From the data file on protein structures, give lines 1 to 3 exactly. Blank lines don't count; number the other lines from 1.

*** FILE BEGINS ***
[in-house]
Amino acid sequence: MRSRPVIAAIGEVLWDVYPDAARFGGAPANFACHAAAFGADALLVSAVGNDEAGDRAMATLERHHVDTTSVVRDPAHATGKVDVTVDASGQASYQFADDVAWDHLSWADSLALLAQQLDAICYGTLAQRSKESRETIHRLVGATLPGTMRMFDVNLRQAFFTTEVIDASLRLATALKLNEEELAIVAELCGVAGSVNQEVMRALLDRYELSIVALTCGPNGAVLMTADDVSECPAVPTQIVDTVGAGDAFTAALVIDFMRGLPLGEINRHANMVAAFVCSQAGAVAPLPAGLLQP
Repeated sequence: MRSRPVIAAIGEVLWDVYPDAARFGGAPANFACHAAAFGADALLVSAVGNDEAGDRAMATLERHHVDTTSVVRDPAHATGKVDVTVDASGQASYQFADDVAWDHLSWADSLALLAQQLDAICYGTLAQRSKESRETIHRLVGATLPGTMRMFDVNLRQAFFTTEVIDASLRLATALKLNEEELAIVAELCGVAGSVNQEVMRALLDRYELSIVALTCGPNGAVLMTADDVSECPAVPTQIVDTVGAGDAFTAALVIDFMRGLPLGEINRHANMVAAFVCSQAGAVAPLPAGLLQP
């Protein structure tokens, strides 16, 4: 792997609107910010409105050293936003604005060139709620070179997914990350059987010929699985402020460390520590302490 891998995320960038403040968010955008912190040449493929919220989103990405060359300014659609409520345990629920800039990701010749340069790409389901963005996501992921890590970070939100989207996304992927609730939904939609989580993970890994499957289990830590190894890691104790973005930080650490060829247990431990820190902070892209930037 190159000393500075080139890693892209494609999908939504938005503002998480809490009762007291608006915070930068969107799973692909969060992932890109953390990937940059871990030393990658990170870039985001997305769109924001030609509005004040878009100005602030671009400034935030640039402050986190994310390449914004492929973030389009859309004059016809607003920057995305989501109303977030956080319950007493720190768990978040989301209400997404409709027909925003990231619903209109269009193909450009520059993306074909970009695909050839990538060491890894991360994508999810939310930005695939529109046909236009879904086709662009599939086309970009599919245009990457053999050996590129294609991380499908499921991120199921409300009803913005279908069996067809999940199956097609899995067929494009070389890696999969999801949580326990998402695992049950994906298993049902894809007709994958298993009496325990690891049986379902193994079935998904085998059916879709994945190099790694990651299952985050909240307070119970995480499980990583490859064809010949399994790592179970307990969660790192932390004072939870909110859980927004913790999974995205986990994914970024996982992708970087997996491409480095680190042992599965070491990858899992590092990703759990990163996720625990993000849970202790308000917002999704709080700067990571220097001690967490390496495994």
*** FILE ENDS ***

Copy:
[in-house]
Amino acid sequence: MRSRPVIAAIGEVLWDVYPDAARFGGAPANFACHAAAFGADALLVSAVGNDEAGDRAMATLERHHVDTTSVVRDPAHATGKVDVTVDASGQASYQFADDVAWDHLSWADSLALLAQQLDAICYGTLAQRSKESRETIHRLVGATLPGTMRMFDVNLRQAFFTTEVIDASLRLATALKLNEEELAIVAELCGVAGSVNQEVMRALLDRYELSIVALTCGPNGAVLMTADDVSECPAVPTQIVDTVGAGDAFTAALVIDFMRGLPLGEINRHANMVAAFVCSQAGAVAPLPAGLLQP
Repeated sequence: MRSRPVIAAIGEVLWDVYPDAARFGGAPANFACHAAAFGADALLVSAVGNDEAGDRAMATLERHHVDTTSVVRDPAHATGKVDVTVDASGQASYQFADDVAWDHLSWADSLALLAQQLDAICYGTLAQRSKESRETIHRLVGATLPGTMRMFDVNLRQAFFTTEVIDASLRLATALKLNEEELAIVAELCGVAGSVNQEVMRALLDRYELSIVALTCGPNGAVLMTADDVSECPAVPTQIVDTVGAGDAFTAALVIDFMRGLPLGEINRHANMVAAFVCSQAGAVAPLPAGLLQP